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Description

Rare Dutch edition of Muller's rare map of 1754, showing the Russian discoveries in the Northwest part of America.

Streeter notes that

This...map confirmed the existance of a body of water between Asia and America, the subject of much dispute during the previous two hundred years. It also showed the Kurile Islands correctly and suggested the outline of Alaska and the Aelutian chain. Though the Russian discoveries had been shown on the Delisle map...published in 1752...this is the first map to give an approximate picture of what is now the Alaska peninsula.… The present map is copied from the 1758 issue, with the word Russes in the Title changed to Russiens.and the 1758 date given in the title cartouche; in the lower margins is the Amsterdam imprint and 1766 date and L. Schenck, Jansz: Sculpsit 1765.

Wagner notes that the map seems to be the earliest to show the discoveries of Bering and Chirikof in 1741 with the tracks of the vessels in the north Pacific..." Wagner 591.

The map appeared in the Dutch edition of Muller's Voyages et decouvertes par les Russes le long des cotes de la mer glaciale & sur l'ocean oriental.... Muller compiled a highly influential study of Russian explorations in the North Pacific,in which he includes a remarkable compilation of source information from the Russia's Great Northern Expedition. The work provides an excellent acocunt of the expeditions of Vitus Bering and Aleksei Chirikov along the Alaskan coast, as well as information gathered by Martin Spanberg, who was "sent in command of three small, hastily built ships to sail south and untangle the geography of the Kuril Islands and Hokkaido, Japan. During three voyages Spanberg and Walton, his lieutenant, successfully mapped the Kurils and sailed coastal Japan" -- Nebenzahl.

Muller's map represents a meticulous synthesis of the information provided by the early Russian explorers. This edition of Muller' influential map bears the imprint of Marc Michel Rey and was "extensively copied by others" -- Tooley. Nebenzahl writes, "shortly after the De L'Isle-Buache map appeared, Muller published his greatly improved delineation of the area that disposed of the ficticious landmasses north and east of Japan and indicated the Russian discoveries in Alaska... Muller clearly shows the routes of Bering and Chirikov and the regions of the Alaskan coast that each explored." Muller's volume became the standard authority on the Pacific Northwest. This first French edition is "fuller and quite superior to the English translation published by Jefferys in 1761" -- Streeter. It was this edition that was purchased by Thomas Jefferson for his library at Monticello. Thirty-seven years after its publication, Jefferson would dispatch Meriwether Lewis and William Clark on an overland expedition to establish the United States' claim to the Northwest.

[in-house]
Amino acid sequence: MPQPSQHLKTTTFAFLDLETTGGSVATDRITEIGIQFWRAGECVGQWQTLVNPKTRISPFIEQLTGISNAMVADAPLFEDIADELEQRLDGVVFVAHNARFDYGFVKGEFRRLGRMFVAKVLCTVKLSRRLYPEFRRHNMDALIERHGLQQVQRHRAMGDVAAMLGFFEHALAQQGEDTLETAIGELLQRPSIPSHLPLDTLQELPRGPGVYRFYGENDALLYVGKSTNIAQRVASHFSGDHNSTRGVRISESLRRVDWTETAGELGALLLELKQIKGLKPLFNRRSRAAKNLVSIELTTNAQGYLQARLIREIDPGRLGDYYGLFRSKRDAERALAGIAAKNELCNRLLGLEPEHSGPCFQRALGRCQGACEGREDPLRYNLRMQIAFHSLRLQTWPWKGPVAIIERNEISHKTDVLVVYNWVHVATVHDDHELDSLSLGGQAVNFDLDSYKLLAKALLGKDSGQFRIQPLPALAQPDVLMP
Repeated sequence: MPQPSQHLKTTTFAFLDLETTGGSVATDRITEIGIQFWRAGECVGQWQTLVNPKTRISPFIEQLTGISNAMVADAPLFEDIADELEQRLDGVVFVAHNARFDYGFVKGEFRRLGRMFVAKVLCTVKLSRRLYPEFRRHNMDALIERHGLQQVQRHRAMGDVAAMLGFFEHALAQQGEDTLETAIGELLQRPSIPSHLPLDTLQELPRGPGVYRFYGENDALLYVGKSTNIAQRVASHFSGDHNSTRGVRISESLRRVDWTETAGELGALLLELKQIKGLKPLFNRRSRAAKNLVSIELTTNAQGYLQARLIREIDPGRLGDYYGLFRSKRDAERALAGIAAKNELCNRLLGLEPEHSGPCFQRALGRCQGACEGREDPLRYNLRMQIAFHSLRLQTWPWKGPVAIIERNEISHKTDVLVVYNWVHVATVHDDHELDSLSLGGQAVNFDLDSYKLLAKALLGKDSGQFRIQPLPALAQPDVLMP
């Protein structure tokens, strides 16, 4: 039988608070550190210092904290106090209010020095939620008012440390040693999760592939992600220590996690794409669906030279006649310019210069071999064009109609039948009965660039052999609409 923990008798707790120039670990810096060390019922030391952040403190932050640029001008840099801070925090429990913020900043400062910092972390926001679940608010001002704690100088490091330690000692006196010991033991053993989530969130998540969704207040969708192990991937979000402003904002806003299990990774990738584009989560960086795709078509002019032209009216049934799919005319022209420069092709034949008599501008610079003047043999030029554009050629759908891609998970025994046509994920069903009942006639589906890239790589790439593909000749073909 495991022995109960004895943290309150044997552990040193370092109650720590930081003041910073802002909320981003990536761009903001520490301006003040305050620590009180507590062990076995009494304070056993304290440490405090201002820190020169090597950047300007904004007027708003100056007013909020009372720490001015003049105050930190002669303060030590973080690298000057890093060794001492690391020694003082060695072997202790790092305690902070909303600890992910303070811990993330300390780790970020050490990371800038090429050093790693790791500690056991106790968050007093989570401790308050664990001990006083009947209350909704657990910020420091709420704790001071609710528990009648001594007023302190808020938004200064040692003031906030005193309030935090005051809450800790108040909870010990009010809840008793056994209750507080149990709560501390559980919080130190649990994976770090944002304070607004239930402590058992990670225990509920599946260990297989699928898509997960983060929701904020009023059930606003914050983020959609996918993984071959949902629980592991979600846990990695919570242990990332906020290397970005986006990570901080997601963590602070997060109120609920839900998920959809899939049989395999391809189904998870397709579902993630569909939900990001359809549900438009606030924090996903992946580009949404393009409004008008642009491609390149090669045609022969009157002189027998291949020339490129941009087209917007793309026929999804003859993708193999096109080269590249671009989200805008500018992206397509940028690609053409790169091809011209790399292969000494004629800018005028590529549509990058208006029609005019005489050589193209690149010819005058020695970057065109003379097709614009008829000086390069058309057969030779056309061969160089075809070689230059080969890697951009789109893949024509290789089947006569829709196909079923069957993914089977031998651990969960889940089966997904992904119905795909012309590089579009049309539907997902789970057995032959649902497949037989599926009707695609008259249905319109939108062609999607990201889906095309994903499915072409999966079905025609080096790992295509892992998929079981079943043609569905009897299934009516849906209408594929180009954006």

Reference
Streeter (#3456); Wagner 591; Verner & Stuart Stubbs 38; Portinaro CLV; Kershaw #1146; Bagrow 163; Fite & Freeman 51; Falk 1773-1; Lust 174; Sabin 51286; Streeter 3462; Wickersham 6333; Tooley’s Dictionary of Mapmakers, Revised Edition, Volume IV,